Loss of control in-flight is frequently cited as a major cause of aircraft accidents, with pilot error, including failure to maintain adequate airspeed, as the leading contributor to loss of control. But typically, the loss of control or failure to maintain airspeed is precipitated by another issue: perhaps a runaway trim on takeoff or an attempt to climb above weather leading to high-altitude stall.
In the quest for making training “real,” several accidents have occurred when instructors modified the aircraft systems by pulling circuit breakers or intentionally shutting down one engine, ultimately turning simulated emergencies into real emergencies.
Safely preparing a crew for whatever anomalies the aircraft or nature may bring is best done in a full flight simulator – the more realistic, the better. Through continuous improvement and technology innovation, FlightSafety continues to provide the most realistic simulator training available for the business and private aviation market.
Reality starts with ground school
To be prepared for anomalies and emergencies, crews need to know the aircraft systems, avionics, flying characteristics, and emergency procedures before they jump into the simulator. During ground school, FlightSafety brings as much realism into the classroom as possible using desktop simulators, graphical flight-deck simulators and avionics procedure trainers.
Always on the cutting edge of technology, FlightSafety is deploying the use of VR walkarounds across its course offerings and is also using VR in various maintenance courses for both familiarization and procedure training. FlightSafety’s LiveLearning and eLearning deliver online training options for those clients who need a flexible schedule.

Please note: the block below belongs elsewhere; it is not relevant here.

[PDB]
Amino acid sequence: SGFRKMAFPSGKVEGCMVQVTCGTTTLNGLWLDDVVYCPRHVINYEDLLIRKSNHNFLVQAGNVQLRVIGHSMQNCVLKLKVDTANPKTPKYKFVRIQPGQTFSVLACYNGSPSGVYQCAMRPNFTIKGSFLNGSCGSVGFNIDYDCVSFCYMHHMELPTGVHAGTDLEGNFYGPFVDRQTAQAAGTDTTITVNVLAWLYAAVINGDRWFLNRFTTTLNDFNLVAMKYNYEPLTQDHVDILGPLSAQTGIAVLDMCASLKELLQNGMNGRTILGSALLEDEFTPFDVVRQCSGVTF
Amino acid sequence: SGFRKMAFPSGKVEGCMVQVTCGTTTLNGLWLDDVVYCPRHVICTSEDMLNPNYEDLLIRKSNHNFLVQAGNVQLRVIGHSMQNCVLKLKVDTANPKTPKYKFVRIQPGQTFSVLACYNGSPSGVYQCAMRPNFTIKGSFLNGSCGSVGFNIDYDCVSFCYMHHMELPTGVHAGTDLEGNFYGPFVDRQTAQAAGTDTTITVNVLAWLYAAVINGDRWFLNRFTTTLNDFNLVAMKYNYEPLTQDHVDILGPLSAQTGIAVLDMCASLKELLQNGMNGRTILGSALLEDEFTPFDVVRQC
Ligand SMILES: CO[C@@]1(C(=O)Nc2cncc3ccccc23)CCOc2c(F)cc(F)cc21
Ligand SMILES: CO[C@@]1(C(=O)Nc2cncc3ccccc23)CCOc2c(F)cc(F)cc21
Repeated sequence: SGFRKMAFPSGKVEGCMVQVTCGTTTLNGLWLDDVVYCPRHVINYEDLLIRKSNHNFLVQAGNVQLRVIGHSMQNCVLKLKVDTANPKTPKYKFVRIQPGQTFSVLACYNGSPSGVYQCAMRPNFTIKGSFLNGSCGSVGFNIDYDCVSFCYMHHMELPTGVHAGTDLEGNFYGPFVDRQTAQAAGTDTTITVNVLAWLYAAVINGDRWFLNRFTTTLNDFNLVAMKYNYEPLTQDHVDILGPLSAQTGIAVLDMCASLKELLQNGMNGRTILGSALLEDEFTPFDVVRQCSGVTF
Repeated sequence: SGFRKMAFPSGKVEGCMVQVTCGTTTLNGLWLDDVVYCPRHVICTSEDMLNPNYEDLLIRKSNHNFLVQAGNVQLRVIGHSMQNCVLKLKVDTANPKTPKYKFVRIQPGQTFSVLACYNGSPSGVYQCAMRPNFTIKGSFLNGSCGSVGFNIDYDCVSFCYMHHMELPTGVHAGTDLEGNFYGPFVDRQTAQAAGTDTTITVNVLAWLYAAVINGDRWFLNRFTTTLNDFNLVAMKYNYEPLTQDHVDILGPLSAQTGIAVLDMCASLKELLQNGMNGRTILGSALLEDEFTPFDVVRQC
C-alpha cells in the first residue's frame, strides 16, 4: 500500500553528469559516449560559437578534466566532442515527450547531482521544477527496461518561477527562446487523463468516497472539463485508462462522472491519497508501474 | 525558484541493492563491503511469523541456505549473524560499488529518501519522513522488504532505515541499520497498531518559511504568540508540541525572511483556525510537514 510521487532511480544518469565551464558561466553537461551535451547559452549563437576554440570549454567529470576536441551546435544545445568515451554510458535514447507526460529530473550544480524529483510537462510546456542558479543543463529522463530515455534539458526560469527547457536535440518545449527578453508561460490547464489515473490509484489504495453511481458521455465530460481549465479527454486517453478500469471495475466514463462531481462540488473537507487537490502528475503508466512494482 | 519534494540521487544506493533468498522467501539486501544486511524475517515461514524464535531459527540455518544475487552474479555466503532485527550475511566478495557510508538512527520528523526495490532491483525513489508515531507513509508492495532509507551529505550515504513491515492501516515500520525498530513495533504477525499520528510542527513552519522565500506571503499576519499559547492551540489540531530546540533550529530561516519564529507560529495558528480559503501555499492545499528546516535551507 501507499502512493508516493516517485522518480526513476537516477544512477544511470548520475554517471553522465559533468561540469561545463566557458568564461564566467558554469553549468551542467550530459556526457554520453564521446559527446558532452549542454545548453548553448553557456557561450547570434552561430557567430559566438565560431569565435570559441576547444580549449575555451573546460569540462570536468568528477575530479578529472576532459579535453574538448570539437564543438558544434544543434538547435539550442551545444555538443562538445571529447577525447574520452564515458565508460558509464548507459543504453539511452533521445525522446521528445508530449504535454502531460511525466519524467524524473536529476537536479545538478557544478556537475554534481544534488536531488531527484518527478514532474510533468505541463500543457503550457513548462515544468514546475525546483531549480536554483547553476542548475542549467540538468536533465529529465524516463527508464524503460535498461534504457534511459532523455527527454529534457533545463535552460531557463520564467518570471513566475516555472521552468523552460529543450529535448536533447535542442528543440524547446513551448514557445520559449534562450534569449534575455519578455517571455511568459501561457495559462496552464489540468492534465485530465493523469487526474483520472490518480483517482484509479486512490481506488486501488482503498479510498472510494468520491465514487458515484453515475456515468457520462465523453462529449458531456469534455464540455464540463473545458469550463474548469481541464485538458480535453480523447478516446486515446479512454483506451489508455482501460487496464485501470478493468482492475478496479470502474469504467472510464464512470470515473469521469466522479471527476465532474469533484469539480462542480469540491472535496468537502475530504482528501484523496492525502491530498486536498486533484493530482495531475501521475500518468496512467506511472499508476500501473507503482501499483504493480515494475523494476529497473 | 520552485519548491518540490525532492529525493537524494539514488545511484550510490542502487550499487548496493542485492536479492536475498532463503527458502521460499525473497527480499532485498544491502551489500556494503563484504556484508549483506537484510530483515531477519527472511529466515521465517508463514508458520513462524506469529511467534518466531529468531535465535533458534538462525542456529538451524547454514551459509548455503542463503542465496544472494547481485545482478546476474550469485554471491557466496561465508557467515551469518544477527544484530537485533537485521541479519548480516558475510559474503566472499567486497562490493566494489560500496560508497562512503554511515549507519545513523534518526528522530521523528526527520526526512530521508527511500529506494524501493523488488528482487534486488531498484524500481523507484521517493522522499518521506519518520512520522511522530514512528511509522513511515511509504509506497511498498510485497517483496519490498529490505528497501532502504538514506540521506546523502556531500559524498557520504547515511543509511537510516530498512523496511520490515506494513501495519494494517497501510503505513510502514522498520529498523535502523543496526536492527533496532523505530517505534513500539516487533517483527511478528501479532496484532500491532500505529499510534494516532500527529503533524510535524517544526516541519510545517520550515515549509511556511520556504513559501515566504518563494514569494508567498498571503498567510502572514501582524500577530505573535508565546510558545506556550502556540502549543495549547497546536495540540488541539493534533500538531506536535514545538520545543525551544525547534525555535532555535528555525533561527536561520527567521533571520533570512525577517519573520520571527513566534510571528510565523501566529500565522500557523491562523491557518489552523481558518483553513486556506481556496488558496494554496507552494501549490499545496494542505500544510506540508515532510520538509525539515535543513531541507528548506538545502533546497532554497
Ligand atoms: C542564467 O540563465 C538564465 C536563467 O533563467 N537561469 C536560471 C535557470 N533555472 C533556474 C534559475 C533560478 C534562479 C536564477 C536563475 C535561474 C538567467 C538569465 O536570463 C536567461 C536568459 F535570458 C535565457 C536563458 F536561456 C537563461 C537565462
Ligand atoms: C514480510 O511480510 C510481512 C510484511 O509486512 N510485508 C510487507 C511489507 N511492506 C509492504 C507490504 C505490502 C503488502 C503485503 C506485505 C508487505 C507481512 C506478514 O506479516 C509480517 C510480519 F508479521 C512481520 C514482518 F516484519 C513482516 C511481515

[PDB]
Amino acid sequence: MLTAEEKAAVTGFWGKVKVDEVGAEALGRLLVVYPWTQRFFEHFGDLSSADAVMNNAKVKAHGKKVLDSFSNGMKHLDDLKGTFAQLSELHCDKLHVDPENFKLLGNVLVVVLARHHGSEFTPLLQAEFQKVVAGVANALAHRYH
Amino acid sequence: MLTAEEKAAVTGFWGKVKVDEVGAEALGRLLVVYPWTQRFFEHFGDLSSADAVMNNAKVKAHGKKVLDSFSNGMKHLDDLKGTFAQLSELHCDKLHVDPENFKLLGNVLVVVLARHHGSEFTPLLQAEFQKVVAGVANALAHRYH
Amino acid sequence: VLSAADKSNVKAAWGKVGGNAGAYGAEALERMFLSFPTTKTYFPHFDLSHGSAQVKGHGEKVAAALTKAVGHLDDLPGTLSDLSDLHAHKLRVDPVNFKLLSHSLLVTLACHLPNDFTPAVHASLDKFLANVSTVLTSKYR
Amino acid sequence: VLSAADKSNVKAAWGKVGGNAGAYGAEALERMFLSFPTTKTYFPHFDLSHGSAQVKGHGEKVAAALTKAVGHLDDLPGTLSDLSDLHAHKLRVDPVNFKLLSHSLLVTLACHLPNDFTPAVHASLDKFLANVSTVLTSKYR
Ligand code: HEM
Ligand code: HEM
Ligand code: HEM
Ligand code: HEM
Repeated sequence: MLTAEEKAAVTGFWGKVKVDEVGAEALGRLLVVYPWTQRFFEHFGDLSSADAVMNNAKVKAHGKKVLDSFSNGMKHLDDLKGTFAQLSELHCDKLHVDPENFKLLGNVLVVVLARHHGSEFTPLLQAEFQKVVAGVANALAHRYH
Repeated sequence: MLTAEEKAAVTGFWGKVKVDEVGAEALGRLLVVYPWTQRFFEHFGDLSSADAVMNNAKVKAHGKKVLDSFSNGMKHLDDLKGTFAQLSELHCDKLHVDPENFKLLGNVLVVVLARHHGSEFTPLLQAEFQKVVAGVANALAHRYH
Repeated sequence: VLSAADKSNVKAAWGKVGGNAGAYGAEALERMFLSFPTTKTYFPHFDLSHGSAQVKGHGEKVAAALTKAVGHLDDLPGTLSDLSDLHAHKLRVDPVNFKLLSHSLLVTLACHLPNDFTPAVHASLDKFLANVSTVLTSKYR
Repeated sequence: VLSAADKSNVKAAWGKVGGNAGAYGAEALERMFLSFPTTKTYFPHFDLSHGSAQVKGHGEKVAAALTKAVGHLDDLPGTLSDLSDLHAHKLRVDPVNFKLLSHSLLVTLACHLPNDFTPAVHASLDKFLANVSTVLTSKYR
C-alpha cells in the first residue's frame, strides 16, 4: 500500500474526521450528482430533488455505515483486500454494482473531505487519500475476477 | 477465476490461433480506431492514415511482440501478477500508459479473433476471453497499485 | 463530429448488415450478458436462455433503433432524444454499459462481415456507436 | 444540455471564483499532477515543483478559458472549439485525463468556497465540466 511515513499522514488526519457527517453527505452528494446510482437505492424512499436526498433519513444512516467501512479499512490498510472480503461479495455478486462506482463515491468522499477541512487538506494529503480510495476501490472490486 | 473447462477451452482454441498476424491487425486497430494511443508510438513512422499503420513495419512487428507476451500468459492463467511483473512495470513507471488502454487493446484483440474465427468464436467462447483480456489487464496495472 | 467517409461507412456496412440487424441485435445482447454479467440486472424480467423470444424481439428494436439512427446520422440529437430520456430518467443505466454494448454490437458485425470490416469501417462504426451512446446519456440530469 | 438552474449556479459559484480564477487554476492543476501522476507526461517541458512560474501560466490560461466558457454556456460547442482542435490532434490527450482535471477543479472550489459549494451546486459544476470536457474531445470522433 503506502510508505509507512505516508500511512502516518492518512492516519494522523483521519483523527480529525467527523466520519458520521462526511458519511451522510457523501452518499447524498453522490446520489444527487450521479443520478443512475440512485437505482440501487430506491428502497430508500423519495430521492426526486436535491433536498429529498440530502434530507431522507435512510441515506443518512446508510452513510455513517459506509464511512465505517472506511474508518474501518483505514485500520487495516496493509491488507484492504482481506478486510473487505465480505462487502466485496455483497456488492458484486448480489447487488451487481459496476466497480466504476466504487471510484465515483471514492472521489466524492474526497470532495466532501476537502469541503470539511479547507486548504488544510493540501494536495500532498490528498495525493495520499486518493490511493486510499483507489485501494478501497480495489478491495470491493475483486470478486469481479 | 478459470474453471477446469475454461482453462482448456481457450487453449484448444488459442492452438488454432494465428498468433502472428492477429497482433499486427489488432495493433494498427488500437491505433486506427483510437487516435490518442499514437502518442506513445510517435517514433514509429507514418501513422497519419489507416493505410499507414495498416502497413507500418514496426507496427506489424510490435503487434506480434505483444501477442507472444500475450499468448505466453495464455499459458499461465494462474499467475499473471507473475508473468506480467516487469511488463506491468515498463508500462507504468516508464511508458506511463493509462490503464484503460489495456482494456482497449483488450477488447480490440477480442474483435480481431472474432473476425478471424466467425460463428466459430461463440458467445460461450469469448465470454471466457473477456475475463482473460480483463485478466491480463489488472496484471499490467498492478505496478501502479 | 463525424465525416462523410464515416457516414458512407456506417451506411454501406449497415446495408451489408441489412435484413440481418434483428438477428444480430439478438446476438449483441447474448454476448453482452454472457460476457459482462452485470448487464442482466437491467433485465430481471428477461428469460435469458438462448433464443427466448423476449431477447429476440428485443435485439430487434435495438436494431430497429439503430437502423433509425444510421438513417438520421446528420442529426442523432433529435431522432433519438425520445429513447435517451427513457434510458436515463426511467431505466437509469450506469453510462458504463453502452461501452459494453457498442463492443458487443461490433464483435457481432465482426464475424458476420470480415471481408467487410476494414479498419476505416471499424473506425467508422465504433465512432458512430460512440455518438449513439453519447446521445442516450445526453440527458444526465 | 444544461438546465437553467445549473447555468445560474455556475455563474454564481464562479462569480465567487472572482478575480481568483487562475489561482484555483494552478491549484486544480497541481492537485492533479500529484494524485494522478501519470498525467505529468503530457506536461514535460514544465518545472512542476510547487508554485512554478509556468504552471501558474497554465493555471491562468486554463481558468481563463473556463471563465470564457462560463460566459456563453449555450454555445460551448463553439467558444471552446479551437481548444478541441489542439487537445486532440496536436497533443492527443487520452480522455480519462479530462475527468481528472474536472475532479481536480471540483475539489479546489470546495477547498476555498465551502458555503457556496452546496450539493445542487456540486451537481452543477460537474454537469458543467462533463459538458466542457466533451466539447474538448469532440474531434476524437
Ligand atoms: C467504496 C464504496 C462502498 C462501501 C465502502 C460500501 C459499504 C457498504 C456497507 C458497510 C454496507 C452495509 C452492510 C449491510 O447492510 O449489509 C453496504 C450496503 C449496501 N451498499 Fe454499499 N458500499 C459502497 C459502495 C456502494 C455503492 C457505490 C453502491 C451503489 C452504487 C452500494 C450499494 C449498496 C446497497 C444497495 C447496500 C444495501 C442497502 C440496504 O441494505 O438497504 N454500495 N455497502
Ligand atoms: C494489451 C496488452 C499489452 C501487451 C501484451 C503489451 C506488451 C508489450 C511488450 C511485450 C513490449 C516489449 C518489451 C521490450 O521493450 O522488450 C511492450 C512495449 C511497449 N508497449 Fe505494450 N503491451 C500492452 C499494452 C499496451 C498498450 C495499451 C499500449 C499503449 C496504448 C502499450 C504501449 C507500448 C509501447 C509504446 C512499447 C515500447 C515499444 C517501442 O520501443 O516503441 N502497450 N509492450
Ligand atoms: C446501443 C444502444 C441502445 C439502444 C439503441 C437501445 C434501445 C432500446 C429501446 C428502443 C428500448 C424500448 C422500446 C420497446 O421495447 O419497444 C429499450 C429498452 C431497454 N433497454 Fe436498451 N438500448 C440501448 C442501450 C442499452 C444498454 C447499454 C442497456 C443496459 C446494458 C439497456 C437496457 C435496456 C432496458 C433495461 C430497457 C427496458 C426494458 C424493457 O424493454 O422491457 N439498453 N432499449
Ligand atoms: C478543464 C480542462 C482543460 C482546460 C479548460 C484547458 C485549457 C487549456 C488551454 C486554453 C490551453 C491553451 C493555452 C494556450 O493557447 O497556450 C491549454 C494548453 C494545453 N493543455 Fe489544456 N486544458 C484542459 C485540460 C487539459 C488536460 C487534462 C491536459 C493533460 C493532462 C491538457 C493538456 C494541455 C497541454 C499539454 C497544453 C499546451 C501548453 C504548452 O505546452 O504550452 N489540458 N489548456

Realistic Simulator Training Makes the Difference
With more than 70 years in the simulator training business, FlightSafety has championed the safety and key learning aspects of providing realistic training on the ground. We do that by working with aircraft manufacturers to make both the tactile feel and aerodynamic response of the simulator as real as possible, and partnering with the FAA, EASA and other government authorities to certify the training received as credit toward requirements and ratings.
One of the areas the FAA reviews when certifying a simulator for flight credit is the fidelity of the flight experience. FlightSafety uses industry-leading technology to design and manufacture its FS1000 FAA-certified Level D full-flight simulators with electric six-degrees-of-freedom motion bases, ultra-high-resolution glass visuals, and flight decks that perfectly replicate the look and feel of the aircraft.
Continuously improving its simulators in Learning Centers around the world, FlightSafety introduced its VITAL 1150 visual system in 2019. An upgrade from the VITAL 1100 system released in 2013, the VITAL 1150 projects ultra-high 4K resolution graphics onto an integrated CrewView wrap-around glass display for stunningly crisp visuals and greater image fidelity. With fields of view up to 360 x 135 degrees and high 120 Hz frame rate, we provide realistic imagery for all flight maneuvers including comprehensive airport lighting systems, dynamic and enhanced shadowing for detailed topography and ocean effects, time of day modes including dawn and dusk, and five levels of precipitation intensity.